We wish to highlight use cases and outstanding problems that can unite the industrial and academic collaborative contexts. In this workshop, we will investigate the nuances of industrial manufacturing, and identify clear and outstanding problems related to the introduction of advanced collaborative systems. We will host invited speakers from both industry and academia to discuss particular applications of interest, as well as detailed requirements that would be necessary for their introduction. This will include speakers from the social sciences, as well as speakers from industrial research centers. The workshop will also involve interactive sessions led by industry specialists in which problems are identified, discussed, and highlighted. The workshop will call for position papers that should describe the following (but not limited to):
Perceived bottlenecks in the use of collaborative robots in industry.
Perceived bottlenecks in the transfer of academic research to industry sectors.
Proposed directions of study for effective integration of advanced collaborative systems.
Problem definitions and requirements for effective integration of advanced collaborative systems.
Reviewers will include industry specialists who will highlight the applicability of techniques for industry and provide relevant feedback on submitted work.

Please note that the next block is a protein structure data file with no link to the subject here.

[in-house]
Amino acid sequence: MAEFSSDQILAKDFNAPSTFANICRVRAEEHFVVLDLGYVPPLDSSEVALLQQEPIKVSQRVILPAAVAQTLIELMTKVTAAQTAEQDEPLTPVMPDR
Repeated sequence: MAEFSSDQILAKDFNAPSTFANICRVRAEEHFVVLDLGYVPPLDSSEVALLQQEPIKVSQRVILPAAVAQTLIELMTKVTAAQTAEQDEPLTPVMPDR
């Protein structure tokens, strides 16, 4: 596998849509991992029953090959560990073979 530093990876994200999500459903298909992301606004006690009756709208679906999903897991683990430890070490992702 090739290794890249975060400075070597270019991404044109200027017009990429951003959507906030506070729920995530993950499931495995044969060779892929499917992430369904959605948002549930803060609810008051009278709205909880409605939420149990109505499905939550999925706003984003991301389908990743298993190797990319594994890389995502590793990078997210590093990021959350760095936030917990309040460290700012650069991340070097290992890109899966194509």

The workshop will expand the originality and diversity of typical workshop content by including speakers from industrial research centers as well as social scientists focusing on industrial automation. In addition, the workshop is intended to be interactive, with frequent opportunities for participants to engage with the material and with speakers. These interactive opportunities will primarily take the form of breakout sessions in which participants will split into groups focusing on related topics. Perspectives in the breakout sessions will be recorded and reflected in a report that we intend to publish in Foundations and Trends® in Robotics.
This full-day workshop will include invited speaker presentations, panel discussions, selected short position paper presentations and breakout sessions. It will focus on three major themes: